>> But as time goes on it became more and more of a memory and resource hog. And now since the last few updates it became even worse. It spawn many individuals processes in task manager, you can't keep it on for more than a couple days at a time before it slow the whole system to a crawl. So much so that when it does slow to a crawl I usually kill the processes manually, which you made tedious to do with so many processes.
>>
>> Come on devs, get a grip and make it back like it was, a fast reliable alternative to everything else out there, not this slow, bloated piece of software that can barely run for more than a couple days without a restart. Frankly, I'm getting tired of it and seriously looking at alternative because the joy of using something more stable.


Come on user, get a grip and learn how to use the application. ;-)

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Re: Firefox is becoming a bloated piece of ram eating software

Jeff Barnett
In reply to this post by WaltS48-9
WaltS48 wrote on 2/6/2018 12:02 PM:

> On 2/6/18 1:38 PM, [hidden email] wrote:
>> Before I start I'd like to say I use firefox exclusively over all
>> other browser. I've been using since it was put into production. It
>> speed and the capability to use adons was a big plus in making it a
>> "safer" alternative to the opposition.
>>
>> But as time goes on it became more and more of a memory and resource
>> hog. And now since the last few updates it became even worse. It spawn
>> many individuals processes in task manager, you can't keep it on for
>> more than a couple days at a time before it slow the whole system to a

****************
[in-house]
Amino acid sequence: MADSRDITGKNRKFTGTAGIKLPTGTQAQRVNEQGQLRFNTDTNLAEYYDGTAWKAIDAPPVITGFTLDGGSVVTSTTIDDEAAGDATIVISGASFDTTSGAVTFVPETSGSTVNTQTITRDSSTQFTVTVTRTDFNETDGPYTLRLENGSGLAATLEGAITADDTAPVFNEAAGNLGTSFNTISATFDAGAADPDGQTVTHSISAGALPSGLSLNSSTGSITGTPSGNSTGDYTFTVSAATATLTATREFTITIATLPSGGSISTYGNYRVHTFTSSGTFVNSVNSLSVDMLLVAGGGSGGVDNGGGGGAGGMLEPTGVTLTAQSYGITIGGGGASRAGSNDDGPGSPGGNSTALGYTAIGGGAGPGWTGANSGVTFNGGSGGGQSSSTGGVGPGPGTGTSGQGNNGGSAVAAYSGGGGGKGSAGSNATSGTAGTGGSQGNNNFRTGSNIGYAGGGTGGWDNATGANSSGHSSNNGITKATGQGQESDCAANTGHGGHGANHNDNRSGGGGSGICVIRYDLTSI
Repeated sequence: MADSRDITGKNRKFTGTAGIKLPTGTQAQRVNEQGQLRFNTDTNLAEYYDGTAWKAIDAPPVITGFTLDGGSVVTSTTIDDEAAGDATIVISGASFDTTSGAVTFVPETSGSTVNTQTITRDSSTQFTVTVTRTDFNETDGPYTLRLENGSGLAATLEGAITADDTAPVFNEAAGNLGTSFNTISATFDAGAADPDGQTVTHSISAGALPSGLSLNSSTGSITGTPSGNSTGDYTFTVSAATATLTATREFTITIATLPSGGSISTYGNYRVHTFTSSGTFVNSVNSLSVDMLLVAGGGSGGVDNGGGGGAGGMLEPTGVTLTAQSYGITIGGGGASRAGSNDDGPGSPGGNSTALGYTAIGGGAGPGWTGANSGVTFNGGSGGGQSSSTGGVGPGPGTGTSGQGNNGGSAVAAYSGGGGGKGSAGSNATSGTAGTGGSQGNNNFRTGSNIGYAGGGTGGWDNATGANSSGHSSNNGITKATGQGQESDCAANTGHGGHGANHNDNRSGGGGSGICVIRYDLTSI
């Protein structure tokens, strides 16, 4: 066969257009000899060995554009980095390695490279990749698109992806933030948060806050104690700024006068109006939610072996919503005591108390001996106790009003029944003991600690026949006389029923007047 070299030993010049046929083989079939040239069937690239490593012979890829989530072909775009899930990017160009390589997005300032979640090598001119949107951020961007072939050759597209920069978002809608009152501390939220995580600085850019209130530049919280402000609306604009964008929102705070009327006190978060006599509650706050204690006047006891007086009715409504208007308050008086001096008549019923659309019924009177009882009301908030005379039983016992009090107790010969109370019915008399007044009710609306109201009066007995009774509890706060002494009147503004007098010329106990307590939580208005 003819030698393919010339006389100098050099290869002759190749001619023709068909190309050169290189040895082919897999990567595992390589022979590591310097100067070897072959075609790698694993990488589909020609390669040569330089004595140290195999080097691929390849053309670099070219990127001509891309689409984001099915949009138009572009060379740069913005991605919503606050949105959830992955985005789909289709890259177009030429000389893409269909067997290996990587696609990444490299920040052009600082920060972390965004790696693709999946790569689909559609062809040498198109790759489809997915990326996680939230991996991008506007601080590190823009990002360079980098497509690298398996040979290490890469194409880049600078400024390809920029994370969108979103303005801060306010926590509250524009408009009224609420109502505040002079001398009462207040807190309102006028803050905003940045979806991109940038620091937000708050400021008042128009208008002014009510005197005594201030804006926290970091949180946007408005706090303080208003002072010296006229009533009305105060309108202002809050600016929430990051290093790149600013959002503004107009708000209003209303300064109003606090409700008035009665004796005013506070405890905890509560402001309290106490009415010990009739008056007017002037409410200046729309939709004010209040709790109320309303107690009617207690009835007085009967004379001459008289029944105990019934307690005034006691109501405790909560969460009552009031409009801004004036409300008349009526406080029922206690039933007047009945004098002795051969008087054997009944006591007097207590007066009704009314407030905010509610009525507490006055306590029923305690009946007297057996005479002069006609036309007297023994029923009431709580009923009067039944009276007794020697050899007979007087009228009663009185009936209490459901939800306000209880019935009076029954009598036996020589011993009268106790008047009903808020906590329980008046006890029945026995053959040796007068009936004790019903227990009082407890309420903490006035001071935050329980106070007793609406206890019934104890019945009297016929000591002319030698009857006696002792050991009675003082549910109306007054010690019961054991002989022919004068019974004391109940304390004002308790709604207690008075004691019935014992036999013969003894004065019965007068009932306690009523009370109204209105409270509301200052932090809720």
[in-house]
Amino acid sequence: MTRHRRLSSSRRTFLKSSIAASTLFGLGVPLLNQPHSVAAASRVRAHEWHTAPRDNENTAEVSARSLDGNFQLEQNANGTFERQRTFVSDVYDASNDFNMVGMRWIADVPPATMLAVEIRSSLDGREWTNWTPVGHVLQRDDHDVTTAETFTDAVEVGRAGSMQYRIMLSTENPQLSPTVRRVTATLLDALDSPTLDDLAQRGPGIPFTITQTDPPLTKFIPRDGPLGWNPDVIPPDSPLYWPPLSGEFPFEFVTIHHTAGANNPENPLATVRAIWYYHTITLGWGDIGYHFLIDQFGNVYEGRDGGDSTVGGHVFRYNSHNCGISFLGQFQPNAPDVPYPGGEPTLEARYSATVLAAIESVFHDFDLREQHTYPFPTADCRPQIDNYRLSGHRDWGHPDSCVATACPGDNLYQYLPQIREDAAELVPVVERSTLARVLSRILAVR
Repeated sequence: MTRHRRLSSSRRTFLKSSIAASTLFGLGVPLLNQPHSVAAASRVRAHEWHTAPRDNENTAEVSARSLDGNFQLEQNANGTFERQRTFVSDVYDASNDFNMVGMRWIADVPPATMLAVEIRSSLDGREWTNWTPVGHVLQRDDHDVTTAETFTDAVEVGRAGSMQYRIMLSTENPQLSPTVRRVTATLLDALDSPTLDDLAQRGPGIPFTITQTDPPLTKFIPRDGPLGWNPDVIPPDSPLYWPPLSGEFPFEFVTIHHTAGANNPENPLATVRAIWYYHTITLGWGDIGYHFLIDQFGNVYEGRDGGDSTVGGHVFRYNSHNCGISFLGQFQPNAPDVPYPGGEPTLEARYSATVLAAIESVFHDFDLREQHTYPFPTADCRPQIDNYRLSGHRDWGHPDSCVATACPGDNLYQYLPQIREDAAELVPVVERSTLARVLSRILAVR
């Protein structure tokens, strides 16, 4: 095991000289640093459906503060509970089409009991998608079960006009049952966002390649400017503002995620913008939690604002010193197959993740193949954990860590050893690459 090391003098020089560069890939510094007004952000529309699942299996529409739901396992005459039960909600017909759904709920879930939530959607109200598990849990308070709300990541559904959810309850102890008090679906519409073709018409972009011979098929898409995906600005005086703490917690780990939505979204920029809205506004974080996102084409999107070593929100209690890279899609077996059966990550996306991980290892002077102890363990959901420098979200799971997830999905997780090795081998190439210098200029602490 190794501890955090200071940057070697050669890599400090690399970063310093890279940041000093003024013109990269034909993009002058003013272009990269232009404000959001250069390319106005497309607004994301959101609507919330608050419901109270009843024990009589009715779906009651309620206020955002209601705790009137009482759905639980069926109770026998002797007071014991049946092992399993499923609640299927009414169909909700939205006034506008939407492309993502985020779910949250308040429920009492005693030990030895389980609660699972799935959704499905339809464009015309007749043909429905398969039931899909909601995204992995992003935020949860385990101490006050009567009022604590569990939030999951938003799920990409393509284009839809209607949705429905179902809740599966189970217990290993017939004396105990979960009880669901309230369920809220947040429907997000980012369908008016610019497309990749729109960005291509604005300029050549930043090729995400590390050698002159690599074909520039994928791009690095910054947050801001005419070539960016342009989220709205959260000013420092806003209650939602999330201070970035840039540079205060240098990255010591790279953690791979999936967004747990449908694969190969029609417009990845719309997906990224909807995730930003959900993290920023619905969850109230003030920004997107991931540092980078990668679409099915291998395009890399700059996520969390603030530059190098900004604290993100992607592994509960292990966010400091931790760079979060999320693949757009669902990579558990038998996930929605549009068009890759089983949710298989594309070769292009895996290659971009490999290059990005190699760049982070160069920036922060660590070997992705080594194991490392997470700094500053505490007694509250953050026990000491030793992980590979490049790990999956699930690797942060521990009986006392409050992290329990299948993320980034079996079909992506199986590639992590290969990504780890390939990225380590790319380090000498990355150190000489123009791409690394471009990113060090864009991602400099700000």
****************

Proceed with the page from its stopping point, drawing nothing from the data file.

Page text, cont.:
>> crawl. So much so that when it does slow to a crawl I usually kill the
>> processes manually, which you made tedious to do with so many processes.
>>
>> Come on devs, get a grip and make it back like it was, a fast reliable
>> alternative to everything else out there, not this slow, bloated piece
>> of software that can barely run for more than a couple days without a
>> restart. Frankly, I'm getting tired of it and seriously looking at
>> alternative because the joy of using something nice to use is getting
>
> Don't forget to place some blame on the extension developers whose
> extensions leak memory. Come on devs, get a grip and plug the memory
> leaks in your extensions.
>
> Now, why do you need to keep Firefox on for days?
>
> I like to sleep occasionally, usually every night, quit all
> applications, shutdown the computer, turn off the lights and save money
> on my utility bill.

I too worry about my utility bill. My solution - and I recommend it to
you - is to have my desktops enter S3 sleep state where a total of 6
watts is used to refresh a 64GB memory and maintain system state. I
always knock down my browser after use so I don't enable session long
data leakages. So security might be at risk but surely not money. I
figure that 6 watts for 16 hours a day at 13 cents per kilowatt hour is
less than five dollars a year! Of course you can save that five dollars
by shut down or hibernation. If the latter, you are likely to run into
the problems described above since one doesn't tend to shut down apps
when hibernating.

> I don't have the problem you report.
>
> Tip: There are no devs here that will read your rant. Try
> https://qsurvey.mozilla.com/s3/FirefoxInput/

The above isn't a rant. FF and TB sold themselves to the public by
making several claims: 1) not MS, 2) responsive to user's needs, 3)
standards compliant, 4) extensions so we could tailor to our liking, 5)
along with 4 implementing many standard browser features through
extensions, 6) light weight, memory efficient, fast, 7) still not MS.